http://intentionalwarriors.com/2013/09/04/the-brokenness-of-porn/

By , September 4, 2013

One of the powerful and massive deceptions foisted upon us by the porn industry is the idea that the people — the majority of whom are women — who offer themselves sexually for our lustful pleasure are individuals whom we should desire.

In other words, pornography producers present to us bodies and tell us that they are what we ought to want.  They are worthy of our adoration and our affection, we are told. When Jenna Jameson wrote a book about how to make love like a porn star, the assumption was that we all want to make love like porn stars.

But anyone who has watched porn and has learned anything about the industry knows that the kind of sex, as well as the quality of it, that occurs on porn sets is not something you would actually want in real life. Even Jenna Jameson admits to the gross nature of many of the things that she did on set.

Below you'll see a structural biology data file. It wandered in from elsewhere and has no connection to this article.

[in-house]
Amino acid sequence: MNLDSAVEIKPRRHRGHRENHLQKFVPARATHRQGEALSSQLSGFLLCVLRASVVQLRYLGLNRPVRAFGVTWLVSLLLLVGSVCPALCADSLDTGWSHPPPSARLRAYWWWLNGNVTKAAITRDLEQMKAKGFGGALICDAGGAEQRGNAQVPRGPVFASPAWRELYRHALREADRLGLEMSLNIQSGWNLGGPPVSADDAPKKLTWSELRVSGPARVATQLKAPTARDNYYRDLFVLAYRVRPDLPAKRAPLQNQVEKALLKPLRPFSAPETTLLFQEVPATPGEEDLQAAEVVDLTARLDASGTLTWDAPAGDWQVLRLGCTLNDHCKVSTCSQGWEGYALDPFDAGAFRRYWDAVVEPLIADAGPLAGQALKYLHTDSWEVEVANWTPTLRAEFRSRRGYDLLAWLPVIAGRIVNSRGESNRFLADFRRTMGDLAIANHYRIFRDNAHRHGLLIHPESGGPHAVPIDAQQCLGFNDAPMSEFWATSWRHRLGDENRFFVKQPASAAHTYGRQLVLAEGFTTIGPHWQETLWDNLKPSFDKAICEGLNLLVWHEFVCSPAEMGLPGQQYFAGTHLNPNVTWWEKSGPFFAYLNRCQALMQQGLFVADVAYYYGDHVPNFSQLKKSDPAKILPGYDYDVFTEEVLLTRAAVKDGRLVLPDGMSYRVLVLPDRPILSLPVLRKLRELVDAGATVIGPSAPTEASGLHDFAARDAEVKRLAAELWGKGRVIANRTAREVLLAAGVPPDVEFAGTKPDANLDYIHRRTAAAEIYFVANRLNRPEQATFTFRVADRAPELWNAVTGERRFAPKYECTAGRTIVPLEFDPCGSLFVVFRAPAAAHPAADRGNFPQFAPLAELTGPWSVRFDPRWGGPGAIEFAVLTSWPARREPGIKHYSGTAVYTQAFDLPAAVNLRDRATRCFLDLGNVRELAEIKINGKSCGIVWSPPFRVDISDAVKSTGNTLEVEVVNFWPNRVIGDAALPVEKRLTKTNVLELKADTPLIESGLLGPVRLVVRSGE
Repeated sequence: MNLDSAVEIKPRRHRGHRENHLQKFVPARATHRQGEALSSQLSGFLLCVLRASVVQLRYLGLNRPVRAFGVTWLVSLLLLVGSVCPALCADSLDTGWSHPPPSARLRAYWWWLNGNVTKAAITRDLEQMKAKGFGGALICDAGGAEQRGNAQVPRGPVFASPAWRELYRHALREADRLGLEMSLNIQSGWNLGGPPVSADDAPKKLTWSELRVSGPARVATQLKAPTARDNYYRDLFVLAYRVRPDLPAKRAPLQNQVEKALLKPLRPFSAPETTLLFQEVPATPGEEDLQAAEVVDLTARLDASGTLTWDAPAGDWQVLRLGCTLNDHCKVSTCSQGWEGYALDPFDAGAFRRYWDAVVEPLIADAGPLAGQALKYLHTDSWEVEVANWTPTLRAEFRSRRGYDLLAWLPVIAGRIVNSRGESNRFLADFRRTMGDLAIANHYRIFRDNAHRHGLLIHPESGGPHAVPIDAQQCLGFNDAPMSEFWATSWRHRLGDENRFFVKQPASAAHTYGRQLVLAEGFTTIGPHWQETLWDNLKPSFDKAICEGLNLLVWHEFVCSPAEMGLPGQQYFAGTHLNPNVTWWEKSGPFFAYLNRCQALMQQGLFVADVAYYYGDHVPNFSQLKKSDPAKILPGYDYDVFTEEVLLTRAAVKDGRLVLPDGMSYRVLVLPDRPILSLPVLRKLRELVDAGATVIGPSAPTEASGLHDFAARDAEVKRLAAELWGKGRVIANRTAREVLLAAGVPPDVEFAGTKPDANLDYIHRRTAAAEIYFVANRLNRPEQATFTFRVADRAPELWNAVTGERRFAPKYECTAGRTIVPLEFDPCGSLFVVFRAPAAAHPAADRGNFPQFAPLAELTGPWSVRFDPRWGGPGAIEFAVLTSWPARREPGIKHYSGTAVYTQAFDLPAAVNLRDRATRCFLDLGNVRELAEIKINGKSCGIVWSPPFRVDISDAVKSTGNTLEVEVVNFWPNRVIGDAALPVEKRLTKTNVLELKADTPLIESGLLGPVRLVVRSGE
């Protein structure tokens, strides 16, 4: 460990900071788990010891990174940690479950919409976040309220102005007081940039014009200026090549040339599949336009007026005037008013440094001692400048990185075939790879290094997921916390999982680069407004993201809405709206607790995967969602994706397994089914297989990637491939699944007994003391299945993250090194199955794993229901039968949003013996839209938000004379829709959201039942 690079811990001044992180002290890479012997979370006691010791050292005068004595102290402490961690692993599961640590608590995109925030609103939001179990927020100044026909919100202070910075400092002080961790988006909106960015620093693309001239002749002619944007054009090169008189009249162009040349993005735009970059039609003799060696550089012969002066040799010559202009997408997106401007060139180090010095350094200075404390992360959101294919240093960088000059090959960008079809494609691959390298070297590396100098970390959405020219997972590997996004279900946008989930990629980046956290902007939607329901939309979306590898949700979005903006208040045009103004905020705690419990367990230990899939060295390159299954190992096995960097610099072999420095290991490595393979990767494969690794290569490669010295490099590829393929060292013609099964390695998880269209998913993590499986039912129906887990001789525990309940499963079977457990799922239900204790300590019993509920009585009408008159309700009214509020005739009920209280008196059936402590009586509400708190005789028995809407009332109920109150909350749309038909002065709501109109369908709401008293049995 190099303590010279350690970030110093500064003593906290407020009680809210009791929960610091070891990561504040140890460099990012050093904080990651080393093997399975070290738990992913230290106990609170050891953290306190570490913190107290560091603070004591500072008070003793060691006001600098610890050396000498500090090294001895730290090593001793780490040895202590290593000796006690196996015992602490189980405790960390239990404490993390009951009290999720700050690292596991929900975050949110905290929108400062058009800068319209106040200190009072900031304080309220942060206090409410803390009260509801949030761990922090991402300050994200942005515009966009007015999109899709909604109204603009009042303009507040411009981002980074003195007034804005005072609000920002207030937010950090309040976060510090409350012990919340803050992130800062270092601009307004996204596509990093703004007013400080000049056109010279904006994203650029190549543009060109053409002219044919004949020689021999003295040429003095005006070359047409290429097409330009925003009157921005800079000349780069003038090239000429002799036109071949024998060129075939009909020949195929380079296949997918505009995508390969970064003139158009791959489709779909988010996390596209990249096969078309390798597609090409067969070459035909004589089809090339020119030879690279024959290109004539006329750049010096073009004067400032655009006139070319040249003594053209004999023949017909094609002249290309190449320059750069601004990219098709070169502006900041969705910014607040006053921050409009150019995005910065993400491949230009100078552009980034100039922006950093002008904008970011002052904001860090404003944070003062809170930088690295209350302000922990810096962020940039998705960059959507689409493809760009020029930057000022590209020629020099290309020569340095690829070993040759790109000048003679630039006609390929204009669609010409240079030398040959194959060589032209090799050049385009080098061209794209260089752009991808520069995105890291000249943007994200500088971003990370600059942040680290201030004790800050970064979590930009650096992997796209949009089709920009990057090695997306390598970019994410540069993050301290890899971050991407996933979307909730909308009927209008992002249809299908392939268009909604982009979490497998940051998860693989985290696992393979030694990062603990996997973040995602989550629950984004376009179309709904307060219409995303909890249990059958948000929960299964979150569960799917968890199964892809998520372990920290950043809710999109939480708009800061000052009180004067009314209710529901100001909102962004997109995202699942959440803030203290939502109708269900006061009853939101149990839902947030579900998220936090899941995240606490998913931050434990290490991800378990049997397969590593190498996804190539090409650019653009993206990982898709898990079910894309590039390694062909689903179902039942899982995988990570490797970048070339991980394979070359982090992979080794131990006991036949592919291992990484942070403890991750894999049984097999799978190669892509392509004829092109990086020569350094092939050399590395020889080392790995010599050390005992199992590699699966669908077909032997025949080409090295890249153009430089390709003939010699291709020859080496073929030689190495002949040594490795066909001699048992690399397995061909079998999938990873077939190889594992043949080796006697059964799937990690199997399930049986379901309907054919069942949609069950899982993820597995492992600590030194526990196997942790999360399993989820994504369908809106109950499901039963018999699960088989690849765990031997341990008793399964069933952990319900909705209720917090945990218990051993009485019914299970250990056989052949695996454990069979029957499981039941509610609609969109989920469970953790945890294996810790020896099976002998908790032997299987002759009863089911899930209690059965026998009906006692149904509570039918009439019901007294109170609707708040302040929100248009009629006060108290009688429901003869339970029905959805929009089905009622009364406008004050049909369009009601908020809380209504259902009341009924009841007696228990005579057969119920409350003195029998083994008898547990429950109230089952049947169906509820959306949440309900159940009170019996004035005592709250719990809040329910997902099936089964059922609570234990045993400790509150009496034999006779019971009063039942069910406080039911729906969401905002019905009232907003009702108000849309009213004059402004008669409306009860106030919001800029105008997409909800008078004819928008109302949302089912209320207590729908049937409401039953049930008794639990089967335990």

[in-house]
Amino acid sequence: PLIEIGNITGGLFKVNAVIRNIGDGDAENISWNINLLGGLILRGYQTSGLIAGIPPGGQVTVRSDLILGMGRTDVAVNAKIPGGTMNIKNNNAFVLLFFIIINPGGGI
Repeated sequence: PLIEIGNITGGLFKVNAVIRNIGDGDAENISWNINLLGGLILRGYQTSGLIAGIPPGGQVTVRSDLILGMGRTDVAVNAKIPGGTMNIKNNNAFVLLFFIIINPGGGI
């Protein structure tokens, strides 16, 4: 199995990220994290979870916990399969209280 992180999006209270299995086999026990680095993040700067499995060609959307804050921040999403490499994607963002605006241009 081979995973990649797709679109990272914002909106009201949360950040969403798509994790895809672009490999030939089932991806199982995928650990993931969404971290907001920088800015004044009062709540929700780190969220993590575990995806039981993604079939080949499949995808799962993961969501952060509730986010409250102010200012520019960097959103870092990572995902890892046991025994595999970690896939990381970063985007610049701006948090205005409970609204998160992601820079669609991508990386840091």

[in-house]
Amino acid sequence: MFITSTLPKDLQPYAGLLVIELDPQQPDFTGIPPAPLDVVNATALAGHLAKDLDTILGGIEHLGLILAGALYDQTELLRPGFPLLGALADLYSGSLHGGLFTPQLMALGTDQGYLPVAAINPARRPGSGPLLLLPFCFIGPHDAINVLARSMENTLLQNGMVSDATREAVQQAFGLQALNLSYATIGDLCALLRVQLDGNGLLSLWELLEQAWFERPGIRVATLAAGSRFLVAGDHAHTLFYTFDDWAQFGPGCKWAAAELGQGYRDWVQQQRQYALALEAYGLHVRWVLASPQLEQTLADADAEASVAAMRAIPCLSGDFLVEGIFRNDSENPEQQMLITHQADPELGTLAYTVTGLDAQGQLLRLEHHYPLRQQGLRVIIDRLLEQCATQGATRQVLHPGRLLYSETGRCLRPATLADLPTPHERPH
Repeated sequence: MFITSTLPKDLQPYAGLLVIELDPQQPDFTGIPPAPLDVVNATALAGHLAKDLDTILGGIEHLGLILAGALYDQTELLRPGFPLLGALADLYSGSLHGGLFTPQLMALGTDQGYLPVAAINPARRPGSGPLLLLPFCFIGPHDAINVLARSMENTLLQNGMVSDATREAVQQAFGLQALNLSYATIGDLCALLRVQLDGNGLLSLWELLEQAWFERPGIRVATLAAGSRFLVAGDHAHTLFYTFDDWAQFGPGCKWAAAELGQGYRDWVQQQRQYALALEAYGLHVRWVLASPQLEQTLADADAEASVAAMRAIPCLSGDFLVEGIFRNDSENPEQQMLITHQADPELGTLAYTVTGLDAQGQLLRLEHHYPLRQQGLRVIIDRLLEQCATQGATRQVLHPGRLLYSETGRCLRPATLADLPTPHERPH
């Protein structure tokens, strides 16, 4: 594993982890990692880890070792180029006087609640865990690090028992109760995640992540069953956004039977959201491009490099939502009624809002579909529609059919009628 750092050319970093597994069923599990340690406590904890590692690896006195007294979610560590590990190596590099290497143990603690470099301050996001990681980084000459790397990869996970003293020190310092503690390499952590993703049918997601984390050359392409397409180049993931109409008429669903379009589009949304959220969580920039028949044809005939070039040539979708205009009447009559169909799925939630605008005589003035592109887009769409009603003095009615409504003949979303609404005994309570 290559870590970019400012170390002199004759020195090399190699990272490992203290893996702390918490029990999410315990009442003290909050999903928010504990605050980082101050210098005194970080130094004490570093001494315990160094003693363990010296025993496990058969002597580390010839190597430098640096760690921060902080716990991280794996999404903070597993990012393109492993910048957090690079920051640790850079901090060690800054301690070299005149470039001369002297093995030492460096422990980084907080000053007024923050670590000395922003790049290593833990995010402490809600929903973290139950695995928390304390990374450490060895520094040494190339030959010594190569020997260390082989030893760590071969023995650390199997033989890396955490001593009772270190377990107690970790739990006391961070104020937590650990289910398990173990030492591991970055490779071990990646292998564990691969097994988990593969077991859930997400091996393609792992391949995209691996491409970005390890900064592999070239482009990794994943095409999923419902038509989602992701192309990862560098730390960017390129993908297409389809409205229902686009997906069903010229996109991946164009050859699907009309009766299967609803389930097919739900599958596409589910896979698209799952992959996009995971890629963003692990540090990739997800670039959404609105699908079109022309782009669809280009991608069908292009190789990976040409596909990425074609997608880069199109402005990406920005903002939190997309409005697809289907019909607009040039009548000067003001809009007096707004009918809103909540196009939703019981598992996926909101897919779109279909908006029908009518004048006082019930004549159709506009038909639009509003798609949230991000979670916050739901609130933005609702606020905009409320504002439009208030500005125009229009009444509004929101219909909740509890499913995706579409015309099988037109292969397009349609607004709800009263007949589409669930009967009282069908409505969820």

In the case of pornography, there is a massive game of smoke and mirrors.

More than that, pornography exploits the vulnerability of sexuality and capitalizes on the brokenness of the performers to do it.

Healthy sexuality is safe because in the context of a loving and mutual monogamous marriage relationship a man and a woman who have made a commitment to one another can explore the beauty God created in the naked bodies of both male and female.

All of us are broken; we live in a fallen world. We have misplaced desires; we have insecurities; we have broken relational patterns; and we often damage other people unwittingly.

But in pornography the brokenness carries an extra weight or significance. A person who offers himself or herself as an object of sexual lust, particularly as an object of lust for strangers, is being exploited in his or her brokenness. Others are profiting from it also.

And the individual who actually willingly choses to present himself or herself as a sexual object, and longs to be craved sexually, is a sad person. A person to be pitied. A person who needs others to help them deal with the pain in their lives which drives them to make unhealthy sexual choices.

While the world tells us such people are “hot” and should be emulated as well as lusted after, the truth is they aren’t.

But in our brokenness we consume pornography because the lie of it soothes our own pain and sadness.

The answer to the brokenness of porn is the wholeness of Jesus.

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